Wednesday NAFTA Blogging

It looks pretty clear that the NAFTA/Goolsbee/Canada imbroglio wound up hurting Barack Obama quite badly. And in many ways, deservedly so; it was an embarrassing and amateurish way for a campaign to behave. What's more, one has to suspect that the underlying reality is that an Obama administration's economic team really would be much more sympathetic to trade deals than Obama's rhetoric was suggesting.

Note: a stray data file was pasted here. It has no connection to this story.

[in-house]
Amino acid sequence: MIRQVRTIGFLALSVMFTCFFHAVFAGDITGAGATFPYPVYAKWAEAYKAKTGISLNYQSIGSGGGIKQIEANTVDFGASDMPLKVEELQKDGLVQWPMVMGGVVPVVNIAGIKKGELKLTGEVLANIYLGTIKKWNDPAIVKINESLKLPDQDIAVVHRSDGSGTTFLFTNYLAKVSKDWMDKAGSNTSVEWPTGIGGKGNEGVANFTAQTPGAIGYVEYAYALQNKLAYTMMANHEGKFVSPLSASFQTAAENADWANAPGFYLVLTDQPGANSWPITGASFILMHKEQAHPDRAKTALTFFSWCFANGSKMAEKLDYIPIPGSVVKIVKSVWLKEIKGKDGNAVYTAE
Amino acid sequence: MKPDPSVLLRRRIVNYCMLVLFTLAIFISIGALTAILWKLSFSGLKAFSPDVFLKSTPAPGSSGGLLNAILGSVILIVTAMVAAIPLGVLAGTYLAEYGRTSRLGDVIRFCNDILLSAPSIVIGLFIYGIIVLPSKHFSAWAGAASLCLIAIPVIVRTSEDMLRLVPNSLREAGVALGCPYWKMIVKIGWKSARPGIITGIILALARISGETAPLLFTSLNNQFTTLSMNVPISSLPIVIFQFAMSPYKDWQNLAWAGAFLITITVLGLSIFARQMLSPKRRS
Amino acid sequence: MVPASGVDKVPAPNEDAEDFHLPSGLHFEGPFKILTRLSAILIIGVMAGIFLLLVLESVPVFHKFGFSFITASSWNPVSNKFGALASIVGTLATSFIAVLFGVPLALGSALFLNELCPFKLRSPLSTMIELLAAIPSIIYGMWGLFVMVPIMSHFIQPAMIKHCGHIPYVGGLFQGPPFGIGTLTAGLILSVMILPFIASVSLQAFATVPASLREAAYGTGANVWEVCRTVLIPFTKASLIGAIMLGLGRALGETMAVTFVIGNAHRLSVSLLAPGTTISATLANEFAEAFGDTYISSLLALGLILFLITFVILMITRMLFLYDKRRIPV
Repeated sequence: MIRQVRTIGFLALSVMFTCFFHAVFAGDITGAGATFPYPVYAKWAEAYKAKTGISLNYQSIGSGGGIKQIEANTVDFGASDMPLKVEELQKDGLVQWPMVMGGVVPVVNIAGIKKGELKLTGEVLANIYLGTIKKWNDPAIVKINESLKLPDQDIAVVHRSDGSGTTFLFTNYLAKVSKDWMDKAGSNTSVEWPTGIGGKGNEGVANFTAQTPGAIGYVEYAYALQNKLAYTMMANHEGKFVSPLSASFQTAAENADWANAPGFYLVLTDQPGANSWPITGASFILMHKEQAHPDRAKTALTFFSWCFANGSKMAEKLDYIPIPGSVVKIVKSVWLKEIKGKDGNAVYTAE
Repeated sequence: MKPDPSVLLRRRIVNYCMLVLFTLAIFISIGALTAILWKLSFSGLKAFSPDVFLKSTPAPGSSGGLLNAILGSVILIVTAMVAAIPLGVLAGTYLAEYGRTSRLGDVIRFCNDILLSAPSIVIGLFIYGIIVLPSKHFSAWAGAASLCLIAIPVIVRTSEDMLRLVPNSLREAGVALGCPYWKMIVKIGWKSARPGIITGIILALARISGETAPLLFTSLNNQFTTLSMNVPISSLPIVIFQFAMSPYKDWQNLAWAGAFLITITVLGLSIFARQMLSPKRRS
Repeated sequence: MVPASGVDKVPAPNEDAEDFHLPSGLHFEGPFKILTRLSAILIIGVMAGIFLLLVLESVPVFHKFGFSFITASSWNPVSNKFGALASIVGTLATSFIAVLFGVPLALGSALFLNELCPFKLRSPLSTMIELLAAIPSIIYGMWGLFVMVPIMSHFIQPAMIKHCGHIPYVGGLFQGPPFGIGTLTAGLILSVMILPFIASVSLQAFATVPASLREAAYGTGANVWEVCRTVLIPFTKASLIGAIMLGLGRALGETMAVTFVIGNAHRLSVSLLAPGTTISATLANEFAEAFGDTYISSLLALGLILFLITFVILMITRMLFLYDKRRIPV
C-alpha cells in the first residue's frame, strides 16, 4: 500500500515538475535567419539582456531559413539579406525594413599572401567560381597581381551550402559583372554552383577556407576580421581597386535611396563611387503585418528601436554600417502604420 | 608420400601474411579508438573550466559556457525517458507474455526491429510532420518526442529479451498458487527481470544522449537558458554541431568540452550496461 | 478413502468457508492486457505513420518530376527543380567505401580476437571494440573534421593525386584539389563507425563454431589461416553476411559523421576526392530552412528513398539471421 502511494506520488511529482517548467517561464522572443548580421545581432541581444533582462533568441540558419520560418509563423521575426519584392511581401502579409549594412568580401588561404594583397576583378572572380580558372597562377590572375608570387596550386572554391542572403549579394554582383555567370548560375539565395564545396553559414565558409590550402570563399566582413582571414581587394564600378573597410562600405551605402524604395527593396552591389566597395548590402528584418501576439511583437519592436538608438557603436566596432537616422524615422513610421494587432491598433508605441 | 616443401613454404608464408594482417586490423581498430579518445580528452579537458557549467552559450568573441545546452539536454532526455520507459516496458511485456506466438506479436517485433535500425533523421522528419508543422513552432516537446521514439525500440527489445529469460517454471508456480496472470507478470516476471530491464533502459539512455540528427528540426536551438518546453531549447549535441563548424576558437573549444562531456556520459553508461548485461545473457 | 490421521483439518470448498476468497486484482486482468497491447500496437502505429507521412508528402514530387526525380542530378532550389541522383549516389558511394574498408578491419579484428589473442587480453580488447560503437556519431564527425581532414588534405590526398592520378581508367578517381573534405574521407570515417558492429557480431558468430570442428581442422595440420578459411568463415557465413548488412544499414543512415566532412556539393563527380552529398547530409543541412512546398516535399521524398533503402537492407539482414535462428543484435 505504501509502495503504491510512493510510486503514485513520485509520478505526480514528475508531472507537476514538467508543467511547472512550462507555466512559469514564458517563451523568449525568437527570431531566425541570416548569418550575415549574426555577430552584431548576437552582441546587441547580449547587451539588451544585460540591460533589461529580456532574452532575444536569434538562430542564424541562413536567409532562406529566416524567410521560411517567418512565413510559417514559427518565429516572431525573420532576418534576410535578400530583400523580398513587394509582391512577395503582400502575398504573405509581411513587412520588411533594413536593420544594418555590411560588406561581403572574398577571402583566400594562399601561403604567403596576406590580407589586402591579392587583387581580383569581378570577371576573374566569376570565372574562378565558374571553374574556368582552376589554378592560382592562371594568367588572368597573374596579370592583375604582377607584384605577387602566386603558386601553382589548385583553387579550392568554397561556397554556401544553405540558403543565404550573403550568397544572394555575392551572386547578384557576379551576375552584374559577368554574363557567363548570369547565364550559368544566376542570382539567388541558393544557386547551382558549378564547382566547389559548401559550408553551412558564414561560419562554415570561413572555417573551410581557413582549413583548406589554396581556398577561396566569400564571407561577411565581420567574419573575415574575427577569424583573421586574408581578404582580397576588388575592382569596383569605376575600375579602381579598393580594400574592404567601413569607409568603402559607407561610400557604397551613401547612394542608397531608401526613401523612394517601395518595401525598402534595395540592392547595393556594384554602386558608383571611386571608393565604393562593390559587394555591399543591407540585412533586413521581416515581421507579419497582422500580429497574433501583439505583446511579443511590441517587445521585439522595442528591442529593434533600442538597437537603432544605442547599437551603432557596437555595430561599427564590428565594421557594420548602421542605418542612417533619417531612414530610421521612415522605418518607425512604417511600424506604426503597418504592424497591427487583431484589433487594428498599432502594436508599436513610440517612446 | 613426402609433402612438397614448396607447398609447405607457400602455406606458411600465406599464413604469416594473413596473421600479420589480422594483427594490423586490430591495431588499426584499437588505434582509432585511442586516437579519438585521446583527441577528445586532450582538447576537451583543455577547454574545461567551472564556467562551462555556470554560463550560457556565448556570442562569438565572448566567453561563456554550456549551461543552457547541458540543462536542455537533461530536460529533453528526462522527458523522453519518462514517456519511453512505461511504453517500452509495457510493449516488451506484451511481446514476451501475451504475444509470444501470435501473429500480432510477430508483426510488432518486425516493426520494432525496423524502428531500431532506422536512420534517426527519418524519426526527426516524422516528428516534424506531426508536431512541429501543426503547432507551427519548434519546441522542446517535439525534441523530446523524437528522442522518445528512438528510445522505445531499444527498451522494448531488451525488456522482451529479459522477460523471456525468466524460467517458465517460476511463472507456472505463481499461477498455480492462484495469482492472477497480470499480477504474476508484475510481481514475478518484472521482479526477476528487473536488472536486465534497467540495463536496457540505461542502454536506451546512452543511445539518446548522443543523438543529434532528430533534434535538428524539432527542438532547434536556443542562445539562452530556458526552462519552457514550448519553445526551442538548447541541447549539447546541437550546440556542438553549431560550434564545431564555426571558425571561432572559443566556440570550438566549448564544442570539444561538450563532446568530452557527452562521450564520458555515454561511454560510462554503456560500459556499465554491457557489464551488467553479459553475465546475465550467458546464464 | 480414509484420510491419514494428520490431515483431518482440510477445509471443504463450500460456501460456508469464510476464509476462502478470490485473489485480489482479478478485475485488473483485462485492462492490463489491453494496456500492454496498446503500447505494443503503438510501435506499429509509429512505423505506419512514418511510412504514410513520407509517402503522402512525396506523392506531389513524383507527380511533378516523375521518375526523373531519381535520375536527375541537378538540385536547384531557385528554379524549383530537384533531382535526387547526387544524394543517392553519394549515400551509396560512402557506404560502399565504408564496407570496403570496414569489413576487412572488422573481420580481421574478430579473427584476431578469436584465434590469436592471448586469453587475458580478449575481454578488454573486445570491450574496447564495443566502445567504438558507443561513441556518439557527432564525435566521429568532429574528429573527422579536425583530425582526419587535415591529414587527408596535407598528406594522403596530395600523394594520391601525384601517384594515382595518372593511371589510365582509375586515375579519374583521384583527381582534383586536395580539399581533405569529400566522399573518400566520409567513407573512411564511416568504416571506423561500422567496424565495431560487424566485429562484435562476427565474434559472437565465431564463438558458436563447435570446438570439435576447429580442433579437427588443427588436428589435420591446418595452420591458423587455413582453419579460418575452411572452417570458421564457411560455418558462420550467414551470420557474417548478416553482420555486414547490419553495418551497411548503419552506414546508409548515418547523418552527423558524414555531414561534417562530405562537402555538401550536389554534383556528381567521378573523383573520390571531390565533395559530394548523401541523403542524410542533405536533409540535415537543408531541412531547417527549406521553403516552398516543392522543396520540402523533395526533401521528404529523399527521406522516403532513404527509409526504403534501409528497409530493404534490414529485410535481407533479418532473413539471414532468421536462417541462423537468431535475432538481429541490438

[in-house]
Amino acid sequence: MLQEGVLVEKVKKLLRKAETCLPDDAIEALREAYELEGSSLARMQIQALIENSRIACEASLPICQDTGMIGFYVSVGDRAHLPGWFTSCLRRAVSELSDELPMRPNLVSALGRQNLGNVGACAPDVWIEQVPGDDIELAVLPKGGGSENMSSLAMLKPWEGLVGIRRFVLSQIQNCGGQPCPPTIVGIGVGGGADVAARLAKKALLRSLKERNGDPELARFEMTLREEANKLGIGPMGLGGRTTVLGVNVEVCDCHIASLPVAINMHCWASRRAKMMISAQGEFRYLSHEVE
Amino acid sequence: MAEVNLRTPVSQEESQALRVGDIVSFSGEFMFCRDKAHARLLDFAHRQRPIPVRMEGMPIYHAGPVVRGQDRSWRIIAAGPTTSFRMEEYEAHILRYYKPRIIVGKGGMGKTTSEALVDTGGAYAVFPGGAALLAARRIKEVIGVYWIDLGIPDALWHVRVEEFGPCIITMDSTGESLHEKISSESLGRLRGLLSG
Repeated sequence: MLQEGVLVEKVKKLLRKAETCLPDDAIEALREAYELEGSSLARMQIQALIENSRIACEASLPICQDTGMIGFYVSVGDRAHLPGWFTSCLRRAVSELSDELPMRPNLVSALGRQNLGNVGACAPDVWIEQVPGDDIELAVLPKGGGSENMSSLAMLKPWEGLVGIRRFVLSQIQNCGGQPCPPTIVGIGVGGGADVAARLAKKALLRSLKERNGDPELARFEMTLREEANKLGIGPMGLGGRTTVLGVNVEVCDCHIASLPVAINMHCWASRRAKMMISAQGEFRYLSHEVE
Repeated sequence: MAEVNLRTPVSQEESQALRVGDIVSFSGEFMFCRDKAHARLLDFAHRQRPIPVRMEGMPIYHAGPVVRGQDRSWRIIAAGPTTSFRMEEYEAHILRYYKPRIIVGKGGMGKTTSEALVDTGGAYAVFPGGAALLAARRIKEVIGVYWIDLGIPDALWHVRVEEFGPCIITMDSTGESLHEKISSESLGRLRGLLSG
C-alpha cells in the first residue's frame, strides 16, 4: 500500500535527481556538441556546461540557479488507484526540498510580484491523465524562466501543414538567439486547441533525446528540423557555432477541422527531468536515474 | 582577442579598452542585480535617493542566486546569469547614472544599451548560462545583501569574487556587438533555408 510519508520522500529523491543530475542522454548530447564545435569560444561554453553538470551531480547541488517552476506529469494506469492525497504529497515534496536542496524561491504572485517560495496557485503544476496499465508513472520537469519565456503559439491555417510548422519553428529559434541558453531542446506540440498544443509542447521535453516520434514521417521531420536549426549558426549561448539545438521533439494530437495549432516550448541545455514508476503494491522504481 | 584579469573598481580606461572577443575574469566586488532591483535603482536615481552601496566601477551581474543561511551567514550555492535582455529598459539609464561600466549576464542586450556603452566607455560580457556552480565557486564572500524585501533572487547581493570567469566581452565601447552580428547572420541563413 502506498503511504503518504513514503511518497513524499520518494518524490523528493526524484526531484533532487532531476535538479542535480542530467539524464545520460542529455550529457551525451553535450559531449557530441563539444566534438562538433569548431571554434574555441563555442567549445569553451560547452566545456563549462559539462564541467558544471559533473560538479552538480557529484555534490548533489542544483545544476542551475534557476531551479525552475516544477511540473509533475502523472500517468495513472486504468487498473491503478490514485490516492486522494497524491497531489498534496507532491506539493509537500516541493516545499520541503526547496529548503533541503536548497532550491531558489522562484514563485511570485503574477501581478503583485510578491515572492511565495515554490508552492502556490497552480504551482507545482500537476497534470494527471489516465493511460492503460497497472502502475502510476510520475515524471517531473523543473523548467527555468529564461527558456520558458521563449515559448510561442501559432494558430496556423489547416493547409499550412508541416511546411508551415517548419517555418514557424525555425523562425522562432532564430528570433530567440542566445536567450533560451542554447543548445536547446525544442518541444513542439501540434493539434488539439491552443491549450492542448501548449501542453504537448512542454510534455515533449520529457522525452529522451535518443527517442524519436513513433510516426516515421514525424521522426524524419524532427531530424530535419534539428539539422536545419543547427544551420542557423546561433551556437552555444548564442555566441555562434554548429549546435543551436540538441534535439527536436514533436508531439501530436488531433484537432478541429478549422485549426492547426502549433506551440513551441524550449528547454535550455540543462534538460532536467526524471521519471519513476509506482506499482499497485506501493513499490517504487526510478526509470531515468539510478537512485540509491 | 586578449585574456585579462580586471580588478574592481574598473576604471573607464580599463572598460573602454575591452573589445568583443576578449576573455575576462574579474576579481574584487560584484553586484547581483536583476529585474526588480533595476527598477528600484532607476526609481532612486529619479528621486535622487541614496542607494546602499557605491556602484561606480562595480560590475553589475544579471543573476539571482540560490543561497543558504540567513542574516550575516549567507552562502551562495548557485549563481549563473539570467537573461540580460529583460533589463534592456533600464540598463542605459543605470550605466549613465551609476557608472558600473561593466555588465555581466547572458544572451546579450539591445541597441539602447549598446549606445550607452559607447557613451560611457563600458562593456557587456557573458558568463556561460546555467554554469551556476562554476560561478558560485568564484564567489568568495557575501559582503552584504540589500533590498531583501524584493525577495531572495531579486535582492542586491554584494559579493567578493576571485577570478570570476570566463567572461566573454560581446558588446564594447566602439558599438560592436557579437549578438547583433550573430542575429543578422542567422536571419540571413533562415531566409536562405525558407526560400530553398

That said, for the long haul isn't it a bit hard to imagine opposition to NAFTA continuing to be an issue that pays dividends for Hillary Clinton. NAFTA was, after all, a signature policy accomplishment of Bill Clinton's presidency, not of the Illinois State Senate. Whatever Obama's economic team may or may not think about NAFTA, it was Clinton's economic team who actually shepherded it into law. Indeed, that's how this whole thing got started was with Obama zeroing in on the basically bogus nature of Clinton's primary-time posturing as an anti-trade candidate. Then, thanks to Goolsbee, the charge wound up blowing up in their face. But the underlying reality is that advocacy of free trade deals was a major pillar of the Clinton administration economic policy (which is okay by me, but not to rust belt voters) and in a six week campaign it'll be hard to throw up enough dust to obscure that.